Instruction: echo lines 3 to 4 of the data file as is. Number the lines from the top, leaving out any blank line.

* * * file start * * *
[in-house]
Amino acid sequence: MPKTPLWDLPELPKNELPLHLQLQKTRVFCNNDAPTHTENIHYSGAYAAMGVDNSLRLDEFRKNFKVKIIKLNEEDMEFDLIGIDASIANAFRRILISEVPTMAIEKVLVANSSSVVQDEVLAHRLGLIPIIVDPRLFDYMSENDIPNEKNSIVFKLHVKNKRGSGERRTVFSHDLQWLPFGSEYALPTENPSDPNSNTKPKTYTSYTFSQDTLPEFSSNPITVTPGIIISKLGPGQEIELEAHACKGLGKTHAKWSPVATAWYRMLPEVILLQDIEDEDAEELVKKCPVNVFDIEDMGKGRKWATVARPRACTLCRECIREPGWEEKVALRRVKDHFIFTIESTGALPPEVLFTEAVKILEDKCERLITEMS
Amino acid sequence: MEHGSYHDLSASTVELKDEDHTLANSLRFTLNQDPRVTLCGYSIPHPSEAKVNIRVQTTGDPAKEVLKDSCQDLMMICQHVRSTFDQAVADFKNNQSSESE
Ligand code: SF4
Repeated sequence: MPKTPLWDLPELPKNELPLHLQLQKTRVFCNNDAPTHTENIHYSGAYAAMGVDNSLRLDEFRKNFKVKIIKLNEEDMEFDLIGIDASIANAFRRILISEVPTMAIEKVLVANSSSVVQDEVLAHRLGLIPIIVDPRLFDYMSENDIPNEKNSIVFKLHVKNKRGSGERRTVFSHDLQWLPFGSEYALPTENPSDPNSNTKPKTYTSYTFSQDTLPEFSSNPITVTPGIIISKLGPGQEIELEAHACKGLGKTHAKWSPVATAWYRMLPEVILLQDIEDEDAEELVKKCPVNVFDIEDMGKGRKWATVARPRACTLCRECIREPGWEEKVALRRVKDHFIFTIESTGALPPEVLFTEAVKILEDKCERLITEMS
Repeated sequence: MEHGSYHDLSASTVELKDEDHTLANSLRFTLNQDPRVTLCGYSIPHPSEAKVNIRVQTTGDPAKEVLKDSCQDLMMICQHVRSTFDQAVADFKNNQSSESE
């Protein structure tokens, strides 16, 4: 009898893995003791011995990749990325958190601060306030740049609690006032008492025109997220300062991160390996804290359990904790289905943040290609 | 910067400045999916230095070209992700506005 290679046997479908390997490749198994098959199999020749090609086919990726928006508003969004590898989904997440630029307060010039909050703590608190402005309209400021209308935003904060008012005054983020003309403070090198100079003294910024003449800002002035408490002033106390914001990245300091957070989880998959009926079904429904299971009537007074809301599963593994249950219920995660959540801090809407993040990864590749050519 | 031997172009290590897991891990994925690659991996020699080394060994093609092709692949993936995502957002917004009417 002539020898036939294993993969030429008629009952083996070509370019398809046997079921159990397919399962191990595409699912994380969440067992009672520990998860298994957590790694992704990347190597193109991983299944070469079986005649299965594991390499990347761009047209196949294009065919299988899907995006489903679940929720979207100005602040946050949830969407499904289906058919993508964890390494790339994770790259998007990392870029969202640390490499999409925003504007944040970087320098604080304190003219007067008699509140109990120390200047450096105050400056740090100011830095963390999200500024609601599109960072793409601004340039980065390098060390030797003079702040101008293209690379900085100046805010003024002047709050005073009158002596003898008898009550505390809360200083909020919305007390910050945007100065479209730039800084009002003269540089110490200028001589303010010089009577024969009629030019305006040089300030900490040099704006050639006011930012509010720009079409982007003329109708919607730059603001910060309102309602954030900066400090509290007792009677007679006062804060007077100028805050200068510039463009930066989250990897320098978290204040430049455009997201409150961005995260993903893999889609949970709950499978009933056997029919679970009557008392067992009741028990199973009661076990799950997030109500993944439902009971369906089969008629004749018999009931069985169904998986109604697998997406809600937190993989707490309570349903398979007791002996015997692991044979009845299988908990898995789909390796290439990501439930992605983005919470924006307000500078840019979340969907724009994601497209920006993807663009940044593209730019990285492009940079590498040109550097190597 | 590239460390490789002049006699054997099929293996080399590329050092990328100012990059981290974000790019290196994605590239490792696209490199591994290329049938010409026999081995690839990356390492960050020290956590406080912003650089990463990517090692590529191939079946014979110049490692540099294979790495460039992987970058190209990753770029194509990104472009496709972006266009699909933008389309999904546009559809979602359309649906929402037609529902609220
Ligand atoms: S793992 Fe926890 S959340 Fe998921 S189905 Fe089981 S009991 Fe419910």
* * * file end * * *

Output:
Amino acid sequence: MEHGSYHDLSASTVELKDEDHTLANSLRFTLNQDPRVTLCGYSIPHPSEAKVNIRVQTTGDPAKEVLKDSCQDLMMICQHVRSTFDQAVADFKNNQSSESE
Ligand code: SF4